LEIGH (LYE), George (by 1530-78), of Shrewsbury, Salop.

Published in The History of Parliament: the House of Commons 1509-1558, ed. S.T. Bindoff, 1982
Available from Boydell and Brewer



Mar. 1553
Nov. 1554

Family and Education

b. by 1530, 2nd s. of John Leigh of Ellesmere by Catherine, da. of one Dod of Petsey in Stoke-upon-Tern. m. Mary, da. of Thomas Sturry of Rossall, 4s. 1da.2

Offices Held

Burgess (common councilman), Shrewsbury 16 Sept. 1555, bailiff 1564-5, 1568-9, 1574-5, alderman 10 Mar. 1565; escheator, Salop 1571-2.3


George Leigh claimed descent from a gentle family which took its name from a village in Cheshire, but his father was a Shropshire yeoman. In March 1551, not long after his father’s death, Leigh was admitted as a merchant of the staple to the freedom of Shrewsbury, where he made his home in the castle ward. Two years later he joined the drapers’ company and on entry he was chosen as one of the six assistants to the master and wardens. This preferment doubtless conduced to his election to the Parliaments of March 1553 and November 1554, as his association with two other Members for the borough would have done: Reginald Corbet, with whom he alternated, lived near his mother’s family, and his precursor John Evans was perhaps already his relative by marriage. Leigh was one of the Members informed against in the King’s bench during Easter term 1555 for quitting the second of these Parliaments prematurely and without leave, but his was one of the three prosecutions withdrawn by the attorney-general. Why this was done is not recorded, but Edmund Plowden was to achieve the same result by establishing that he had been present when the House was called, and as Plowden and Leigh were related by marriage—Plowden’s mother being great-aunt to Leigh’s wife—the great lawyer may well have had a hand in Leigh’s exoneration. That this was on the same plea as Plowden’s is implied by Leigh’s receipt of wages for the whole of this Parliament. It was after his fourth spell in the House that he submitted a bill for £30 14s. for ‘five Parliaments’ (that is, for four Parliaments one of which had two sessions), this sum representing 263 days’ attendance and 40 days’ travelling at the standard rate of 2s., with a further 8s. for gratuities.4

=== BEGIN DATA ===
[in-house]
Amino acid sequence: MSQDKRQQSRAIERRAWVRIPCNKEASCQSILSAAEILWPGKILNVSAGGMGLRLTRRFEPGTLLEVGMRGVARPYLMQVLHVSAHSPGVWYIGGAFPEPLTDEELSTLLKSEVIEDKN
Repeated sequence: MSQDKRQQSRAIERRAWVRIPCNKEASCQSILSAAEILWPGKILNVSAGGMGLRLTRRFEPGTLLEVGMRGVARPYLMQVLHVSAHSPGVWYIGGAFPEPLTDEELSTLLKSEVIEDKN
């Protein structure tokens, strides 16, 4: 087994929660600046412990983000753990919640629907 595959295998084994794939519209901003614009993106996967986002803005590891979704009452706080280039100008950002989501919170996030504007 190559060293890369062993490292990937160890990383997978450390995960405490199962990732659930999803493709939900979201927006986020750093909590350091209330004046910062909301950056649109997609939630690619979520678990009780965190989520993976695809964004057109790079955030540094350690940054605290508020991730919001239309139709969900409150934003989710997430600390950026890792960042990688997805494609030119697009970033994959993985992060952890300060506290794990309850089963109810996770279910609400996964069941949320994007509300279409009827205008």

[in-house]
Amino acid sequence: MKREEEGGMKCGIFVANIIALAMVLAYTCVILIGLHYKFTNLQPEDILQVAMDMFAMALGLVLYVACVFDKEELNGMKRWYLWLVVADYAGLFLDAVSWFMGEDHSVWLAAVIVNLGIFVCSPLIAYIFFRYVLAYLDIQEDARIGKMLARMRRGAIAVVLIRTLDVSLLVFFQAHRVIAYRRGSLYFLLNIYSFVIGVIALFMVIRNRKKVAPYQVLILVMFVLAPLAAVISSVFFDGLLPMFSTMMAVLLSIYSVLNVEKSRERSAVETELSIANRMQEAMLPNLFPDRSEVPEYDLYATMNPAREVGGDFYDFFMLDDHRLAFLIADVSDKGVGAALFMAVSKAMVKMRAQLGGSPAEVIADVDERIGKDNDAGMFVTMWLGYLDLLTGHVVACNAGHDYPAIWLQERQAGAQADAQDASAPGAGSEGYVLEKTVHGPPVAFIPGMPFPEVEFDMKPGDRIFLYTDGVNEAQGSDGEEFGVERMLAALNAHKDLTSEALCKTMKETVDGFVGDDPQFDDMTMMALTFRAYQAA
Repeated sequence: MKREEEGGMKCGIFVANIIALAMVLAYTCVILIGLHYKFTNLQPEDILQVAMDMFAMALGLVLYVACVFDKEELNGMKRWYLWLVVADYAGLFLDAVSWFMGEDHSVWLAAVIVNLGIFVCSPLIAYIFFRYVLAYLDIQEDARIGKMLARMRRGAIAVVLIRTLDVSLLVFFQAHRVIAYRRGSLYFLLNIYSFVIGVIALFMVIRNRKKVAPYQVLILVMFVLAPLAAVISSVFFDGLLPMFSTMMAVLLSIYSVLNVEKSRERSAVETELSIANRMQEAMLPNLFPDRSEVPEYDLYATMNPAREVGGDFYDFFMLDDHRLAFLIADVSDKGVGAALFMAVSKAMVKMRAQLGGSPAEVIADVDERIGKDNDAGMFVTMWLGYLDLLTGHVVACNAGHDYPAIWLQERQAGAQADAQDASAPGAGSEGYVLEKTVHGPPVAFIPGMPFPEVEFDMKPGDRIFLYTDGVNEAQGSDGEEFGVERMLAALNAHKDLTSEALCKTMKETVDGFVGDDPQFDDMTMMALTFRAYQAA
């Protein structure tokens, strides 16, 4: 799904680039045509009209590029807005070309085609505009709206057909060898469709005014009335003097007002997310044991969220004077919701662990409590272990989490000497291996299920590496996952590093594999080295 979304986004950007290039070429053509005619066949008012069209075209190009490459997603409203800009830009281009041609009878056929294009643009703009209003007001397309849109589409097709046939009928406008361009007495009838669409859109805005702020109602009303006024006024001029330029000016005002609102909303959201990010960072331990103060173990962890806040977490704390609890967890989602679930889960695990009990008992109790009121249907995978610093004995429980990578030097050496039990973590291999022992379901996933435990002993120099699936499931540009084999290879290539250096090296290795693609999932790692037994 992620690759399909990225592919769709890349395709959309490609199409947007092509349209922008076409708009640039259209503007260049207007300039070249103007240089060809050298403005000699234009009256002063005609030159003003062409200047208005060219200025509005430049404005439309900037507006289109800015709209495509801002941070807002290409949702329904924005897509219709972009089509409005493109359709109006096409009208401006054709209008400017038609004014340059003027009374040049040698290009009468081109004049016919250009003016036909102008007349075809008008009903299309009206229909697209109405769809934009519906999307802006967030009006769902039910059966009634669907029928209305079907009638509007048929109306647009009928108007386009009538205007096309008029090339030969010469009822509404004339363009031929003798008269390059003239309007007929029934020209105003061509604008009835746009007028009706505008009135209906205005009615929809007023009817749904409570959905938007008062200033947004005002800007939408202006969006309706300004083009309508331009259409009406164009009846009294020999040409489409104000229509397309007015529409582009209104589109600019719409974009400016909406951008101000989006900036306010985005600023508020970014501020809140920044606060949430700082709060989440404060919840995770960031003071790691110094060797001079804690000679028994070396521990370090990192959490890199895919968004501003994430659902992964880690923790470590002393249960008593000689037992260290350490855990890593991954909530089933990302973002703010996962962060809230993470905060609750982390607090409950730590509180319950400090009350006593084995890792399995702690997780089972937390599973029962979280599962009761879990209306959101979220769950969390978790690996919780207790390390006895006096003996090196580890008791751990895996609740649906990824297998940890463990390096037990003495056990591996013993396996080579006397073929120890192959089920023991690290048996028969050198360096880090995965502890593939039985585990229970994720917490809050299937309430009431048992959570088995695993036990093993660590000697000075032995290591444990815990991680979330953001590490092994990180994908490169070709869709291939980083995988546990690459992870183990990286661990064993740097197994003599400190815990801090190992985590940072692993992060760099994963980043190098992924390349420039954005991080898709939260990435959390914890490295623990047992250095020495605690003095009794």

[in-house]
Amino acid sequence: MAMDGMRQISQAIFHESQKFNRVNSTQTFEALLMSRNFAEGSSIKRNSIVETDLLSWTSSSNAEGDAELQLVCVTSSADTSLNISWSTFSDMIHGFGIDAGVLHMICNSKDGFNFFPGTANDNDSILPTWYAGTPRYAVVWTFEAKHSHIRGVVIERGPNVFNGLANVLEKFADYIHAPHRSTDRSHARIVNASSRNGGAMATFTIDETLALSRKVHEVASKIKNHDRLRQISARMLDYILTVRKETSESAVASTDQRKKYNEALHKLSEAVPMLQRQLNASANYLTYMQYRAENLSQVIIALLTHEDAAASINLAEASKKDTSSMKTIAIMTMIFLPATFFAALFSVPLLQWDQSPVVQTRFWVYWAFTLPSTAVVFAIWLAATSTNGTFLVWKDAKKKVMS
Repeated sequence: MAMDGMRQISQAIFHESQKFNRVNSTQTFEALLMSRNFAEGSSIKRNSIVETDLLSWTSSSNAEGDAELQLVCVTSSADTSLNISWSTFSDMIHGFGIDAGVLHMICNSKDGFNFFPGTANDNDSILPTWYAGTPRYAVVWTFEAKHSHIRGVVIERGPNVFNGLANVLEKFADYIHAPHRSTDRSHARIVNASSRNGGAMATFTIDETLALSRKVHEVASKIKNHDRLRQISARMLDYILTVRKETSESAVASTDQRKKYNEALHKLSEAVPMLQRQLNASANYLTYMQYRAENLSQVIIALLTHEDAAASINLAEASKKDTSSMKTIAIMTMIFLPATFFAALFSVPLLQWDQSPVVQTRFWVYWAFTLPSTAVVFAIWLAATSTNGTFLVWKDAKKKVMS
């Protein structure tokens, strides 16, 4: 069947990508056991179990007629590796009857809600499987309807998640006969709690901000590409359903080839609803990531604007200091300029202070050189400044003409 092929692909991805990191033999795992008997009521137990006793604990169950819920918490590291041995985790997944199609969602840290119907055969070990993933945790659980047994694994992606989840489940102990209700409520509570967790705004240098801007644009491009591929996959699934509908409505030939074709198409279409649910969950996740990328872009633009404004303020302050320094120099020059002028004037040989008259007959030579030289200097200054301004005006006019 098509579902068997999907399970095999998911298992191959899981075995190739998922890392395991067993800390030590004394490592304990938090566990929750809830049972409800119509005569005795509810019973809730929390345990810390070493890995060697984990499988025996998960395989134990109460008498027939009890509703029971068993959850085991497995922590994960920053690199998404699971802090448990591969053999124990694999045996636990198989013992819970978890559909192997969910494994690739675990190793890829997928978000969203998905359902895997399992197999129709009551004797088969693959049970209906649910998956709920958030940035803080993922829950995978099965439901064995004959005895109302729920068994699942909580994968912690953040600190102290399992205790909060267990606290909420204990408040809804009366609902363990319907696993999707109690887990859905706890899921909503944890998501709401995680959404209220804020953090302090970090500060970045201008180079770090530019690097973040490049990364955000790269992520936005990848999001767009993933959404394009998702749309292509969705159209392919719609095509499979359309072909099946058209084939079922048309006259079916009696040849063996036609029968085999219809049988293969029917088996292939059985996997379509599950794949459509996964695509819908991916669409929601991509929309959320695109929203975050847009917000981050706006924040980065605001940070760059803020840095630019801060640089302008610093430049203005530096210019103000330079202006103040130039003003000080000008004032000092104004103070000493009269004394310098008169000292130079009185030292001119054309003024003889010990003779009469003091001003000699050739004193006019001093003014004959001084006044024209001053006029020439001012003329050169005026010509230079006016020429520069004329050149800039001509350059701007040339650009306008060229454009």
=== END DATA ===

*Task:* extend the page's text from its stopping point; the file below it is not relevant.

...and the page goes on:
Leigh’s relations with his fellow-townsmen were not always happy, and before his appointment as bailiff he complained about the corruption of those chosen. In 1564 he recommended himself as ‘meet’ to be named to the county bench, but despite his avowed Protestantism and a connexion with Archbishop Young the suggestion was not acted on, although he was occasionally consulted on county affairs and made escheator. His executorship of Archbishop Young’s will involved him in litigation with Young’s widow, which did not end with his death in 1578.5

Ref Volumes: 1509-1558

Author: P. S. Edwards


  • 1. Did not serve for the full duration of the Parliament.
  • 2. Date of birth estimated from first reference. Vis. Salop (Harl. Soc. xxix), 321, 448.
  • 3. Shrewsbury Guildhall 486, ff. 15v, 78v.
  • 4. Vis. Salop, 321; Shrewsbury Guildhall 66; 76, ff. 16, 72, 82; E179/162/22; Trans. Salop Arch. Soc. (ser. 4), ix. 276-7; KB27/1176, rex roll 17; 29/188, r. 48v; HMC 15th Rep. X, 15, 37.
  • 5. Cam. Misc. ix(3), 44, 45.